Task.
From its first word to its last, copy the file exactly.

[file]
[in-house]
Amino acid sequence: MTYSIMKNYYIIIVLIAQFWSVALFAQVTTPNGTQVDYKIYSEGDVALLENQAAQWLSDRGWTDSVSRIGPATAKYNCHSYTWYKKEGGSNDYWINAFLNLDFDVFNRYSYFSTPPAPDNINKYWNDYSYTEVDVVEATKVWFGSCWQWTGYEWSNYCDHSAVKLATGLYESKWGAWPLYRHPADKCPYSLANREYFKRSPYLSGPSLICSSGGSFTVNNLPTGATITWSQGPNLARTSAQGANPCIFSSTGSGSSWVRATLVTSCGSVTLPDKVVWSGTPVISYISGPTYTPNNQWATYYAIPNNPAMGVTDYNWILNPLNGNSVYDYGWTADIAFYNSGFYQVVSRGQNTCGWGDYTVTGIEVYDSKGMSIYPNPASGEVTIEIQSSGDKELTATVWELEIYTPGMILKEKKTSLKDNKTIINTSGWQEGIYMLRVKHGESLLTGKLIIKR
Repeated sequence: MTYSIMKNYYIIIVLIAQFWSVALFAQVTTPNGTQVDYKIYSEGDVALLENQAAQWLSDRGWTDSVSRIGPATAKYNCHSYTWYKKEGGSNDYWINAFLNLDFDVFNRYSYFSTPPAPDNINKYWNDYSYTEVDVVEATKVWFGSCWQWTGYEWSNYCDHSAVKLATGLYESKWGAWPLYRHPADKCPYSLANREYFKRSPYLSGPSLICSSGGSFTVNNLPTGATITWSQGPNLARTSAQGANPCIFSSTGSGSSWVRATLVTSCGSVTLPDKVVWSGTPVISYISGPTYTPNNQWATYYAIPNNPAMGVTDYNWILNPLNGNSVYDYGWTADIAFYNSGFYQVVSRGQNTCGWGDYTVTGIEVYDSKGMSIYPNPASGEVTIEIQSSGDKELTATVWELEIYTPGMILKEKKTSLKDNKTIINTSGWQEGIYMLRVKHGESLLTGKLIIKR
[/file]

[in-house]
Amino acid sequence: MTYSIMKNYYIIIVLIAQFWSVALFAQVTTPNGTQVDYKIYSEGDVALLENQAAQWLSDRGWTDSVSRIGPATAKYNCHSYTWYKKEGGSNDYWINAFLNLDFDVFNRYSYFSTPPAPDNINKYWNDYSYTEVDVVEATKVWFGSCWQWTGYEWSNYCDHSAVKLATGLYESKWGAWPLYRHPADKCPYSLANREYFKRSPYLSGPSLICSSGGSFTVNNLPTGATITWSQGPNLARTSAQGANPCIFSSTGSGSSWVRATLVTSCGSVTLPDKVVWSGTPVISYISGPTYTPNNQWATYYAIPNNPAMGVTDYNWILNPLNGNSVYDYGWTADIAFYNSGFYQVVSRGQNTCGWGDYTVTGIEVYDSKGMSIYPNPASGEVTIEIQSSGDKELTATVWELEIYTPGMILKEKKTSLKDNKTIINTSGWQEGIYMLRVKHGESLLTGKLIIKR
Repeated sequence: MTYSIMKNYYIIIVLIAQFWSVALFAQVTTPNGTQVDYKIYSEGDVALLENQAAQWLSDRGWTDSVSRIGPATAKYNCHSYTWYKKEGGSNDYWINAFLNLDFDVFNRYSYFSTPPAPDNINKYWNDYSYTEVDVVEATKVWFGSCWQWTGYEWSNYCDHSAVKLATGLYESKWGAWPLYRHPADKCPYSLANREYFKRSPYLSGPSLICSSGGSFTVNNLPTGATITWSQGPNLARTSAQGANPCIFSSTGSGSSWVRATLVTSCGSVTLPDKVVWSGTPVISYISGPTYTPNNQWATYYAIPNNPAMGVTDYNWILNPLNGNSVYDYGWTADIAFYNSGFYQVVSRGQNTCGWGDYTVTGIEVYDSKGMSIYPNPASGEVTIEIQSSGDKELTATVWELEIYTPGMILKEKKTSLKDNKTIINTSGWQEGIYMLRVKHGESLLTGKLIIKR